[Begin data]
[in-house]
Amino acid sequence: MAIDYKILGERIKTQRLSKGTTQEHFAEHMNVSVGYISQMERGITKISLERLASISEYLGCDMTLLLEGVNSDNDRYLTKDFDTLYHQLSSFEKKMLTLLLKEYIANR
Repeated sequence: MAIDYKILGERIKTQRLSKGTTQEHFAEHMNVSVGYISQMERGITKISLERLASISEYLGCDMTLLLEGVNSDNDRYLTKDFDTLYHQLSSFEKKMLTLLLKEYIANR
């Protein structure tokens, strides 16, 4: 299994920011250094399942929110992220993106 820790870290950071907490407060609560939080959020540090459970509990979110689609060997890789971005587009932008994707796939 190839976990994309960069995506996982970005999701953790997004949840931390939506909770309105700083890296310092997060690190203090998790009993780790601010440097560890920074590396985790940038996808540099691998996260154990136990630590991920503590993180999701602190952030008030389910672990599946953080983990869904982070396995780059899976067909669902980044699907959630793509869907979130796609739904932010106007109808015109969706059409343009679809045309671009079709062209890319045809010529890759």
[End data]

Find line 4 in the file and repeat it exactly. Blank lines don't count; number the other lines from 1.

């Protein structure tokens, strides 16, 4: 299994920011250094399942929110992220993106 820790870290950071907490407060609560939080959020540090459970509990979110689609060997890789971005587009932008994707796939 190839976990994309960069995506996982970005999701953790997004949840931390939506909770309105700083890296310092997060690190203090998790009993780790601010440097560890920074590396985790940038996808540099691998996260154990136990630590991920503590993180999701602190952030008030389910672990599946953080983990869904982070396995780059899976067909669902980044699907959630793509869907979130796609739904932010106007109808015109969706059409343009679809045309671009079709062209890319045809010529890759």